//dostuff...
        }
    },

    bar{
        public void mymethod(String param1, String param2){
            //dostuff...
        }
    };

    public abstract void mymethod(String param1, String param2);
}

Then in your class :

MyEnum.valueOf(mystring).mymethod(param1, param2);
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2  
+1 nice idea. Sad it doesn't work with C#. –  R. Martinho Fernandes Jan 4 '10 at 12:53
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In some cases it might be legit to avoid the if structure

in others its just plain idiocy to try to avoid if.

While the examples provided to avoid the if structure are valid alternatives you should ask yourself this:

Why am i making my code unnecessarly complicated to avoid a simple if structure ? If the only reason is that you have to because of the anti-if campaign then its bad reason

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Hear, hear, hear! (at least 15 characters, so 3 hears) –  Adriaan Koster Jan 4 '10 at 15:27
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First of all, be very attentive when reading such "anti" campaigns.

  • Ask yourself if Anti IF campaign would like eliminate the logic in the applications?!
  • The ideas could have a good application in one situation and a stupid in another one. Be reasonable.
  • It may be possible that multiple usage of IF may encumber the reader of the code. but this is any reason to eliminate the if from your code, more that than, this is almost impossible.
  • By the way anywhere in the MS design guidelines is indicated do not use if (like is done, by e.g. for the goto statement usage of witch is not recommended)...

C#

    switch (myStringVar)
    {
        case "one": doSomething();  break;
        case "two": doSomething(); break;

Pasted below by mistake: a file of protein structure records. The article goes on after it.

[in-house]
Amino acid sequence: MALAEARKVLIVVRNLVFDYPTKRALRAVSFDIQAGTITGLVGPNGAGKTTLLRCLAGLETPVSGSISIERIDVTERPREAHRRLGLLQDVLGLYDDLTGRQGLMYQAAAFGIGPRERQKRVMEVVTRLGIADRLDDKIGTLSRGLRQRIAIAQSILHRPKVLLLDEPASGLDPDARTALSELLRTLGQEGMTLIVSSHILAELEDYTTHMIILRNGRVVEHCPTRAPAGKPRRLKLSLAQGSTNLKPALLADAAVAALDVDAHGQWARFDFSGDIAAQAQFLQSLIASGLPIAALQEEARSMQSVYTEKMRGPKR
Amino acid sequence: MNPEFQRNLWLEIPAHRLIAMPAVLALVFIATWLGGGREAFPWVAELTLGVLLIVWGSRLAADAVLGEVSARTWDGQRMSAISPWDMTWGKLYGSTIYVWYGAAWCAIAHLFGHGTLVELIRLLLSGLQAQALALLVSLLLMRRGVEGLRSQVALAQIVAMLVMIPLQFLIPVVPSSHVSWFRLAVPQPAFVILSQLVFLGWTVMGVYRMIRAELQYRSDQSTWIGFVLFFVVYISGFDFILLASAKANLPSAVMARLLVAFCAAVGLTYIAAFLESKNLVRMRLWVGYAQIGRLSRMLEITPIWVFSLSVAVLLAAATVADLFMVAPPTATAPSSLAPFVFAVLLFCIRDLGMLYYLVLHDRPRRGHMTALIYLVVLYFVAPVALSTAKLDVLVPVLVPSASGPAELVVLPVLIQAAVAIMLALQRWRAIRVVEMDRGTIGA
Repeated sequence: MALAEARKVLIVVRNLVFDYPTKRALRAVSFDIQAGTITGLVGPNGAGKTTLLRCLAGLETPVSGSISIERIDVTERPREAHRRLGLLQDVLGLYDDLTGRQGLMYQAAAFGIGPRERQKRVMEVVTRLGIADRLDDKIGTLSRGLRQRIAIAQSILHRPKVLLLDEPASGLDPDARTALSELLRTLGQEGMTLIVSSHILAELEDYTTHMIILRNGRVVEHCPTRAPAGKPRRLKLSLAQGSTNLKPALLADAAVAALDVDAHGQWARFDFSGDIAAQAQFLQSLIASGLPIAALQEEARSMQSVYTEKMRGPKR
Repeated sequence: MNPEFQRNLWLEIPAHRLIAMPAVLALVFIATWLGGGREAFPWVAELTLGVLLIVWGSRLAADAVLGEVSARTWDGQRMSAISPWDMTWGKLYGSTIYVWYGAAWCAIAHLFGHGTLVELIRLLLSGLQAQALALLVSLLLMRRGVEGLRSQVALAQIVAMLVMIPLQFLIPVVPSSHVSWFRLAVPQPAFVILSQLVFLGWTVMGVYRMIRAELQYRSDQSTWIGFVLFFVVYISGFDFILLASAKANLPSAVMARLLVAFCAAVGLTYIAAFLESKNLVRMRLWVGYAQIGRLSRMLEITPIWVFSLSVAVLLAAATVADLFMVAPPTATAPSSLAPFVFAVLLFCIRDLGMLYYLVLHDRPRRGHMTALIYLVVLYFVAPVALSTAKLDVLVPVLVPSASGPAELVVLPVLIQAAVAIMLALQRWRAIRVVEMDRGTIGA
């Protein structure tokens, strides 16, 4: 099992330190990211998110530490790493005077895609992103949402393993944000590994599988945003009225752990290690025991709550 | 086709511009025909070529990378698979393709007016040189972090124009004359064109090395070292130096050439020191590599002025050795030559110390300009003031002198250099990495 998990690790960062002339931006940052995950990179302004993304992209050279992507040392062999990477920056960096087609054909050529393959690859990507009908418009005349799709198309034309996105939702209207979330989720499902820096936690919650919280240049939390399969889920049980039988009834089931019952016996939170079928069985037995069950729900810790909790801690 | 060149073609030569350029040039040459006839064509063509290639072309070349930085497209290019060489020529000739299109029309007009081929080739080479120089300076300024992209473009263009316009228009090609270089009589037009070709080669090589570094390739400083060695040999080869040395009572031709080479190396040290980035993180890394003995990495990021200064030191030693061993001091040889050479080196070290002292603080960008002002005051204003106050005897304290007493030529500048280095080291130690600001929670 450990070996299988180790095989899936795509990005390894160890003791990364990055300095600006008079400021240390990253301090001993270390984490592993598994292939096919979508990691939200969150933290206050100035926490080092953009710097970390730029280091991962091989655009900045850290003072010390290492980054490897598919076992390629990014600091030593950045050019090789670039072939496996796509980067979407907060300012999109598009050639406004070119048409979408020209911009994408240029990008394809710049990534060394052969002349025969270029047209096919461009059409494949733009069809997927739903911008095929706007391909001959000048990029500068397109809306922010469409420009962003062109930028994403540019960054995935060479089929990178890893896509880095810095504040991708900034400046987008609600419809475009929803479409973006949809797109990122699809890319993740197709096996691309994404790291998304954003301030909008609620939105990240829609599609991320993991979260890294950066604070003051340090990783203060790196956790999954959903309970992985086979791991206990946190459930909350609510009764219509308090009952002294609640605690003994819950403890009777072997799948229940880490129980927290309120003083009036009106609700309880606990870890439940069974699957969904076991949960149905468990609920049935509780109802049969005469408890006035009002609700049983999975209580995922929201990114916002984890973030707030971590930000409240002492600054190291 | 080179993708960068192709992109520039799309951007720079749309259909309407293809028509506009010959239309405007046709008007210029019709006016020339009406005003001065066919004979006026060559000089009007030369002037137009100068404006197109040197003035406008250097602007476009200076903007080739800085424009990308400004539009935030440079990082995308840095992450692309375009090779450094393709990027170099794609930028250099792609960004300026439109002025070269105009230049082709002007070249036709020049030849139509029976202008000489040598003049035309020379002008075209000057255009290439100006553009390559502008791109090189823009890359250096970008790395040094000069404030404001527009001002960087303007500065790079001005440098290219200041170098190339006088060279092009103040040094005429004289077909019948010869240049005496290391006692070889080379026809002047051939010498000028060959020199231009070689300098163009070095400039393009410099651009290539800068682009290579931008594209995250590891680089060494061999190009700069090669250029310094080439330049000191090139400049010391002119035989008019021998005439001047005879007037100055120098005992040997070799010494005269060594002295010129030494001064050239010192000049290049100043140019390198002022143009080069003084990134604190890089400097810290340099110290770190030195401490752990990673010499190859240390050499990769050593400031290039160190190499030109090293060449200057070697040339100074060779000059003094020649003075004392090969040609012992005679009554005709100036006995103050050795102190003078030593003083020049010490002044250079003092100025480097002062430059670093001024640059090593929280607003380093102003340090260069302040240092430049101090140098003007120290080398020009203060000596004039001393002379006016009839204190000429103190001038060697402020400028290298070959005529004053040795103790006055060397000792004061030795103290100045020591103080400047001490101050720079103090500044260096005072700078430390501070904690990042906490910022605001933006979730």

case "three": doSomething(); break;
        default: doSomething(); break;
    }

Finally, it reduces this code to the if s... so, only for readability is better, not for performance.

Actually, if Microsoft believes that switch (in c#) is better to replace with if's - OK, I will use (in the concrete situation that you described) the switch.

By the way, it seems that the campaign responds to your question very clear in this example

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5  
The point is to remove the conditional logic, not replace ifs with similar language constructs. –  R. Martinho Fernandes Jan 4 '10 at 12:37
    
:) no, switch also is no good –  Omu Jan 4 '10 at 12:38
    
@Martinho: I got the point. Finally if Microsoft believes that IF could be replaced by something else, they could replace the switch implementation. This code, however, facilitates the readability, so I don't see any worry about do not using the conditional logic in the given example. –  serhio Jan 4 '10 at 12:42
    
@serhio: I'm not sure I understand what you mean, but the Anti-If campaign is not associated with Microsoft. –  R. Martinho Fernandes Jan 4 '10 at 12:53
    
@Martinho: I proposed in the described situation to use switch. Now, for C#, Microsoft implemented it using if logic. So, I think there is nothing bad using if. By the way anywhere in the MS design guidelines is indicated do not use if (like is done, by eg. for goto statement that is not recommended)... –  serhio Jan 4 '10 at 13:01